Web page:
December 12, 2016
By Susan Tudor
Every time we go to the grocery store or a restaurant or shop online, we are making financial and strategic decisions regarding our personal lives: Is this item really what I was looking for? Is this the right time to make this purchase or should I wait? Can I afford this? Is it the right price, or can I find this same item somewhere else for less?
These buying decisions in our personal lives are similar to the financial and strategic decisions we make as retail merchants in our institutions.
I have heard it said that the key to retail success comes down to three Rs: carrying the right merchandise at the right time and at the right price. This statement is simple but challenging. It is intuitive yet calculated. And it can serve as a great reminder of how simple strategy can help make or break our stores’ bottom lines.
These three Rs of retailing are an easy buying motto to follow:
1. Right Merchandise: Do we have the products that our customers are looking for? To choose the right merchandise, we need to know who the visitors are that are shopping in our museum stores. Do we know whether they’re tourists or whether they’re local customers—and to what degree? Do we know how old they are? Do we know what kind of work they do? Are they members of the museum?
Do we have unique merchandise that relates to our museum and its collections? If we have special exhibitions, do we develop merchandise strategies to define what we are targeting with these exhibits?
Another important aspect of having the right merchandise is newness, which shouldn’t be overestimated. We probably would be surprised at the number of people who shop us more than once a month. If we put the same product in the same place 365 days a year, it is a guarantee that repeat visitors will walk by it after the first time they shop in our stores. Even if merchandise is not new, make it look new.
2. Right Time: Have we correctly timed deliveries to match exhibition openings, special events or holidays? Should we bring in seasonal and special exhibition-related merchandise early for advance selling? Do we stay vigilant on when trends may be ending? Once we have the merchandise items, are we in stock on the things that are selling best?
I am sure we have all heard “Well, you know, we’re not in stock on that because it was a best seller.” That is a sort of irony that escapes me even though I have been guilty of it happening in my store. We should always keep ahead of demand by not running out of quick sellers.
3. Right Price: What do our competitors have this merchandise priced at? Do we know what price our customer can buy these items at online? Chances are great that our customers know that answer. Price merchandise correctly from the outset to ensure needed margins. Don’t forget to factor in the discount that members and volunteers receive when establishing retail prices.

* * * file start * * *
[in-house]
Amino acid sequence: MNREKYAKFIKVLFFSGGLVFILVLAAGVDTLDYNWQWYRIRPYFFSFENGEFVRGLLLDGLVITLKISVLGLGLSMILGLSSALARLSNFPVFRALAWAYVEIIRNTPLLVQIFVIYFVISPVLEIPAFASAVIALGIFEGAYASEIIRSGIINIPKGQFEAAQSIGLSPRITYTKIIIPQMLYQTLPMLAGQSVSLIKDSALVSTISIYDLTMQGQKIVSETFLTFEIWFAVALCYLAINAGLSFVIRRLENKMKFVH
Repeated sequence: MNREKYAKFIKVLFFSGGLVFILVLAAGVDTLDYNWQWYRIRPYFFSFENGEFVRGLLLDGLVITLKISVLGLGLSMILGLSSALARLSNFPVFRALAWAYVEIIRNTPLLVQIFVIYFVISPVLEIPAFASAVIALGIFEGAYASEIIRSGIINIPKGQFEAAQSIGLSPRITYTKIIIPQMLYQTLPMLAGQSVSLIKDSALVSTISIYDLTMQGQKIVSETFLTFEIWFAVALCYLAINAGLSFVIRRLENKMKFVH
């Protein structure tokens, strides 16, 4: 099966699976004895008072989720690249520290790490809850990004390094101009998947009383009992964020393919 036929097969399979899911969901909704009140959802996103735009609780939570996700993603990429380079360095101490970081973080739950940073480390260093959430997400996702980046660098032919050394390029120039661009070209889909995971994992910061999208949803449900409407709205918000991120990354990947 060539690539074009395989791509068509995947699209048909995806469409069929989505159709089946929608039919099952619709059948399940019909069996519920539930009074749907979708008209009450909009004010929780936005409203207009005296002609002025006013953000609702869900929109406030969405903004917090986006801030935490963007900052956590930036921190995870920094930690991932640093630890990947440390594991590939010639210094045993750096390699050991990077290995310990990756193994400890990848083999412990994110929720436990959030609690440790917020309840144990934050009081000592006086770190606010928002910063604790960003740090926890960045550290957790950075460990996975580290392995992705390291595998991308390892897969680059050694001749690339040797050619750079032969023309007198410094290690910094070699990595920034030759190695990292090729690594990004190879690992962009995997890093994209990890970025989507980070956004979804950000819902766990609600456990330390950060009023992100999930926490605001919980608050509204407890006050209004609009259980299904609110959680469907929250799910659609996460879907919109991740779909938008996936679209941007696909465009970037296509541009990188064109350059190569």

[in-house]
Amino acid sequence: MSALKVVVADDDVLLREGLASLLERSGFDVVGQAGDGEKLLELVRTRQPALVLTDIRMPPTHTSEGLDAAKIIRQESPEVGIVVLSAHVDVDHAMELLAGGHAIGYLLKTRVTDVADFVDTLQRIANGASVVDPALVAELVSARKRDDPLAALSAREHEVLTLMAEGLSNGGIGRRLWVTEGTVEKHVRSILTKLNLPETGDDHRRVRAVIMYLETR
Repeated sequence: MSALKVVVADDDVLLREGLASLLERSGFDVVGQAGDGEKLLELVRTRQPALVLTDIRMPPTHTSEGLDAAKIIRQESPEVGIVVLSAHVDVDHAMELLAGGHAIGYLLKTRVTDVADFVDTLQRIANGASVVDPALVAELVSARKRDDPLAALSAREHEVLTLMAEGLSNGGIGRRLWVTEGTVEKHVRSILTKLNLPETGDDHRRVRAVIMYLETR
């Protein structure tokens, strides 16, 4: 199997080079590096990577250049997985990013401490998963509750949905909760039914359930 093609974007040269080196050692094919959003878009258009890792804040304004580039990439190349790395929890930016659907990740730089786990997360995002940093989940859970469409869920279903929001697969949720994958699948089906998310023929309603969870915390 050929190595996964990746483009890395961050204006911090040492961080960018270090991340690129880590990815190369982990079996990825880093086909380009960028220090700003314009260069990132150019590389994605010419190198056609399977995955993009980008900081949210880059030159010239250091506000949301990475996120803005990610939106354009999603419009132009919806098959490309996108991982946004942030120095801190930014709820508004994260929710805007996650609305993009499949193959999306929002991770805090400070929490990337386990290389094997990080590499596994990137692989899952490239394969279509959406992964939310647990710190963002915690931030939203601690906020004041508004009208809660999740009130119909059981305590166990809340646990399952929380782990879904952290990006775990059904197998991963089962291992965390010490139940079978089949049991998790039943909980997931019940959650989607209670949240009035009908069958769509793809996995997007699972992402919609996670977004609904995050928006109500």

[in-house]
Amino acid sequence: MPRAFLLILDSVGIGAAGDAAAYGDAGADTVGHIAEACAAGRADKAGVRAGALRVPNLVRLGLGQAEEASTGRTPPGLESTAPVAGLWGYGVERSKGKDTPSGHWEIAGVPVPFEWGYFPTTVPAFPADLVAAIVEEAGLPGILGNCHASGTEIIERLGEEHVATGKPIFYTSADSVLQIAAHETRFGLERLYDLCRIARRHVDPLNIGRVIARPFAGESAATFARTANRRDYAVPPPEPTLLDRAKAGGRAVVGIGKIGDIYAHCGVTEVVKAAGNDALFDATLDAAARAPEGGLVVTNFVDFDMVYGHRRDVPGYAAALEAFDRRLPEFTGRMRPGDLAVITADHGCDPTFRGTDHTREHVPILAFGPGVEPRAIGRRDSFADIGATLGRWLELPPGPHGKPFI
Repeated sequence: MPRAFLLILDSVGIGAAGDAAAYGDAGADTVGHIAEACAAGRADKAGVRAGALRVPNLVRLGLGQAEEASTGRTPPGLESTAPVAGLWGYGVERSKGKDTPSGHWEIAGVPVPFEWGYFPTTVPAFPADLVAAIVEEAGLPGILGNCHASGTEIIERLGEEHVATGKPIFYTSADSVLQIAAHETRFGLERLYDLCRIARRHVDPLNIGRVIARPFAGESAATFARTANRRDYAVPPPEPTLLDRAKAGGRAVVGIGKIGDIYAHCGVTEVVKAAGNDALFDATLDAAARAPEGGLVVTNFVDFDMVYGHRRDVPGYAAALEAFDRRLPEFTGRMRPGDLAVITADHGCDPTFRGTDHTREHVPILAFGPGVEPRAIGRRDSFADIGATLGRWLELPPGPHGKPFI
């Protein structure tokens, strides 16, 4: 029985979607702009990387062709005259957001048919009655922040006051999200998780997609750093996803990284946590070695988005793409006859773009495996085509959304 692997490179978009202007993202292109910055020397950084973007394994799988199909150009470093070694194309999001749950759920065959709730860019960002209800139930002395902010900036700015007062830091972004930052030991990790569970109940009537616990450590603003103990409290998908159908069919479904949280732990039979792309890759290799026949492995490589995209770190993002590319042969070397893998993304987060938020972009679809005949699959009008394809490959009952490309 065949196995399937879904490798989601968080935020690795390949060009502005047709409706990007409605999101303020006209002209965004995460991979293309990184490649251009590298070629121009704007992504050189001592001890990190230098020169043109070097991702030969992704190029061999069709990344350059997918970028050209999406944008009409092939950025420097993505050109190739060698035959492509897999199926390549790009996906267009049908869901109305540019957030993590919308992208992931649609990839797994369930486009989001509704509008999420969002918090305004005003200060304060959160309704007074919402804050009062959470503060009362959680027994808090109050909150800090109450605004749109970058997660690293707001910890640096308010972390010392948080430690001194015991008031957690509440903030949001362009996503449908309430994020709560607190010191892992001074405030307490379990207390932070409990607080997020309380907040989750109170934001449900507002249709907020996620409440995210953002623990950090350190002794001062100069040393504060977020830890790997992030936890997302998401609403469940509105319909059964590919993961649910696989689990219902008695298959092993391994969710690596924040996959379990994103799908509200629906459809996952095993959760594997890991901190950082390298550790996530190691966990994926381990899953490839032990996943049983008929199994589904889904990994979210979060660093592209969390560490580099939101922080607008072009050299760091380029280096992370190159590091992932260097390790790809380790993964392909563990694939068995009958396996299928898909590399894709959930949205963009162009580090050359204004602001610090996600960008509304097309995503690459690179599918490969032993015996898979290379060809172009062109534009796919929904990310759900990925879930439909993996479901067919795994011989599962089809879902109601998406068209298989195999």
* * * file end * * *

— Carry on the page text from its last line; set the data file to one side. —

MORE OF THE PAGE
And, of course, there is always more wiggle room in markups for merchandise we have developed. Remember that, often, the right selling price is achieved by actually examining the item to determine what it will sell for, and when markdowns are needed, the first markdown should be steep as it is the cheapest markdown. Sometimes having the right price means having a good mix of every price point, which ensures something is available for all.
Those three Rs are essential, but I think there are actually four Rs of retail. Here’s my fourth:
4. Right Selling Staff: Customer service is a very important element in any type of retail setting. Are the associates in our stores friendly? Are they knowledgeable and well presented? Do they suggest other products? And if we have volunteers, are they representing our stores correctly?
We need to provide ongoing training for our staff to maximize customer relations, as well as store sales. The visitors will walk out fast and find another place to buy a product if they don’t feel like we are appreciating the fact that they’re there and that we want to do business with them.
There are many things we are called to do in our nonprofit worlds. Our time and energy can be segmented by tasks that pull us from our retailing responsibilities. But these four Rs of retailing—carry the right merchandise at the right time with the right price and the right selling staff—can help us stay focused on what is important.
Let these Rs guide us when making retail decisions that require us to be financially accountable and strategically manage our stores. Because as we all know, when our museum stores succeed, our museums succeed as well.
Susan Tudor is the Manager of Visitor Services and Store Buyer at the Cummer Museum of Art and Gardens in Jacksonville, Florida. She also currently serves as Director at Large on the MSA Board of Directors.